The Charlottesville 29

If there were just 29 restaurants in Charlottesville, what would be the ideal 29?

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Five Finds on Friday: Zack Worrell


Today’s Five Finds on Friday come from Zack Worrell of Monolith Knives, Charlottesville’s own award-winning artisan of custom cutlery, beloved by chefs around the country. Monolith is teaming up with Nobel Peace Prize nominee José Andrés to help hurricane victims in the Bahamas. While Andres’ World Central Kitchen has already served more than one million meals in the hurricane aftermath, thousands remain in need. You can help the cause by entering Monolith’s raffle for an extraordinary one-of-a-kind José Andrés Signature Chef Knife, with a handle representing the Bahamian flag, and a blade etched with José Andrés’ signature, the WCK logo, and the Bahamian national slogan: “Forward Upward Onward Together.” Win the raffle and own the only knife of its kind, all while helping an urgent cause. Enter here

Worrell’s picks:

1) Rice Pudding from Foods of All Nations. “A local favorite, using a recipe that’s hasn’t changed in over 45 years. Foods has been offering their signature rice pudding on their deli shelves since I was four years old. It has the right amounts of everything: butter, sugar, rice, raisins, nutmeg and sweet southern style indicative of older Charlottesville. Pretty much the whole damn deli counter is a museum of tried and true recipes that make Foods of All Nations such a great place to shop.”

2) Steak Chinois at C&O. “This steak is C&O’s signature dish and most likely the longest lasting item to ever grace their menu. The steak is rare and delicious, served with Swiss gruyere and delicious potatoes and scallions with a tamari ginger sauce. This entrée is even better with their Boston Bib salad and bread. The C&O has a fantastic environment and wide selection of fabulous wines making it probably one of my top three places to eat out in Charlottesville.”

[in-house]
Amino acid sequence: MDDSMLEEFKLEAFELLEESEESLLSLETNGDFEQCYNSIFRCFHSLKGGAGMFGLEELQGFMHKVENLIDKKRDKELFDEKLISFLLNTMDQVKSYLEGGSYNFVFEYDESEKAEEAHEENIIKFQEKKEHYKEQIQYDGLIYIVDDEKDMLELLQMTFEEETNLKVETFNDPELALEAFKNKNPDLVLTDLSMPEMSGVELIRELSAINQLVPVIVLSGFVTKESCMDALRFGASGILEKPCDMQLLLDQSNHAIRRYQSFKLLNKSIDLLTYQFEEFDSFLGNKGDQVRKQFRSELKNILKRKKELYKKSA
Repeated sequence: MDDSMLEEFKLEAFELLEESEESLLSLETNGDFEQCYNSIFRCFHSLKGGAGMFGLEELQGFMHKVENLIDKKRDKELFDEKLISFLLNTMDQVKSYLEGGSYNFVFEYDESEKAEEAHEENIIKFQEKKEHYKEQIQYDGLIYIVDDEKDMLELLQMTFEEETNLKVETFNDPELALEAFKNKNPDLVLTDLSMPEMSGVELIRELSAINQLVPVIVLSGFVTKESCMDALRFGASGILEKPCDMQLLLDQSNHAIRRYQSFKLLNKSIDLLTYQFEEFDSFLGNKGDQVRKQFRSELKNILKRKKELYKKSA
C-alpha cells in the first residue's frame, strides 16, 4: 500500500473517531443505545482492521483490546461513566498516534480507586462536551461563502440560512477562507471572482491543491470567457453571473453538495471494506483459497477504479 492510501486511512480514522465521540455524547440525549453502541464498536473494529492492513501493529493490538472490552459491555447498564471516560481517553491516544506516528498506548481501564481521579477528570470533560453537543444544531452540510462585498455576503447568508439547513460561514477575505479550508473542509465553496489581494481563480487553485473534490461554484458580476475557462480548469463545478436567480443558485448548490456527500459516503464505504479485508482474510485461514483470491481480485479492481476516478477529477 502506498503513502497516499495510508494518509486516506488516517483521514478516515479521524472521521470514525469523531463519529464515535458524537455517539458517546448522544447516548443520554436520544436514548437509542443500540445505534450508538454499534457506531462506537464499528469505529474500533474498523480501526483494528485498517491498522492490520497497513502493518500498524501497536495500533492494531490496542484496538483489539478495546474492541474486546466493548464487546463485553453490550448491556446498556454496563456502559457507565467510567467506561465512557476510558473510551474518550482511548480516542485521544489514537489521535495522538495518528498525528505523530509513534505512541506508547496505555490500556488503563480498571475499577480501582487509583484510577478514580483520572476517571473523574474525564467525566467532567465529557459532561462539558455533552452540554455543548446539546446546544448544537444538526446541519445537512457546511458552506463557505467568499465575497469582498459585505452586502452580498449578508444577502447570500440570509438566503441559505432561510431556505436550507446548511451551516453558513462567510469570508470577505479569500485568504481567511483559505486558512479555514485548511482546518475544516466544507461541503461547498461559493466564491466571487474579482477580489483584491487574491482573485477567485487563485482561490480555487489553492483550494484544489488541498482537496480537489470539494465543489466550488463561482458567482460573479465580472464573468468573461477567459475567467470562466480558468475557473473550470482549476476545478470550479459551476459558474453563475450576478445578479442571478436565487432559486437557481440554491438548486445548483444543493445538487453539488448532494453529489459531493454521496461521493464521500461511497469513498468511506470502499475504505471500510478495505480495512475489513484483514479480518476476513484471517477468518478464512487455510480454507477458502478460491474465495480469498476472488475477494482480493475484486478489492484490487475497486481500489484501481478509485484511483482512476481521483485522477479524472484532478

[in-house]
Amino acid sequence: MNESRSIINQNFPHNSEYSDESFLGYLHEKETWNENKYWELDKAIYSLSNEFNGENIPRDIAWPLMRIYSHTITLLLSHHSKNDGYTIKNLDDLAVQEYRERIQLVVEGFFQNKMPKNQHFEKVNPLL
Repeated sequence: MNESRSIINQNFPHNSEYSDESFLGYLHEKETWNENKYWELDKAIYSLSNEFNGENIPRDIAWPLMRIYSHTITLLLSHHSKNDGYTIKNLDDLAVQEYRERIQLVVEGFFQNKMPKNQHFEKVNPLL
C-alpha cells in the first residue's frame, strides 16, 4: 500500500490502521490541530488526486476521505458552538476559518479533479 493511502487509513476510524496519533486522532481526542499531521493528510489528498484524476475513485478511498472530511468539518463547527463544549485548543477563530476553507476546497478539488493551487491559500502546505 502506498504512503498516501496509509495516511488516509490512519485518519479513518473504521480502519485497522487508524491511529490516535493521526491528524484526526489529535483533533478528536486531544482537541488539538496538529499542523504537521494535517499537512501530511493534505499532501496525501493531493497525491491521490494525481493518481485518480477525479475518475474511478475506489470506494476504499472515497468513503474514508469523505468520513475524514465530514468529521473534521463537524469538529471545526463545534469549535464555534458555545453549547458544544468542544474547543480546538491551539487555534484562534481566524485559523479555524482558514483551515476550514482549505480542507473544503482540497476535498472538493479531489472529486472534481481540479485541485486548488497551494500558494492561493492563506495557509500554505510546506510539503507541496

3) Bacon Wrapped Dates at Quality Pie. “Chef Tomas Rahal is a local favorite of Spanish infused culinary mastery. His bacon wrapped dates are to die for. They are so delicious and utterly addictive. Tomas has so many other delicious goodies at Quality Pie that there is more than enough to choose from to suit any taste. A wonderful staff and awesome family atmosphere make Quality Pie a big favorite of mine.”

4) The Hellboy at Lampo. “Sitting in the coolest little building in Belmont, Lampo is a must for pizza aficionados and lovers of Mediterranean and Italian inspired dishes with flare. The crew at Lampo have one special bad ass pizza there called The Hellboy. A traditional Neapolitan dough recipe with spicy honey drippings over pepperonis, red sauce and mozzarella create the most awesome fusion of hot and oh so tasty. Make sure to get the shaved Brussels sprout salad and you will be vanquished. A great selection of wines and knowledgeable staff will make your meal a real experience. Do make sure to give an extra 45 minutes of wait time, but it’s worth every minute.”

5) Bacon, Egg, and Cheddar on an Everything at Bodo’s. “Bodo’s is a staple of Charlottesville. Established over 30 years ago, Bodo’s has grown to three locations serving up amazing bagel sandwich creations of any kind. I have been asked to ship Bodo’s bagels to people who have left Charlottesville because the addiction was that good. My favorite, the morning ritual I call it: bacon, egg, and cheddar, on an everything. Even people who don’t like bagels like Bodo’s I sometimes have been known to eat Bodo’s 3-4 days a week. It’s an institution of Charlottesville.”


Dinner by Ian: A James Beard Semifinalist Who Does House Calls

Have you heard? Charlottesville’s own James Beard semifinalist for Best Rising Star Chef in the country does house calls.

Since leaving Prime 109 last month, Ian Redshaw has kept busy with private dinners and events, and his window between jobs presents a rare opportunity to have a James Beard semifinalist cook for you in your home. Just email him: While he will customize menus to your preferences, the best way to enjoy the work of a chef like Redshaw is to let him do whatever he wants. Like we did last night.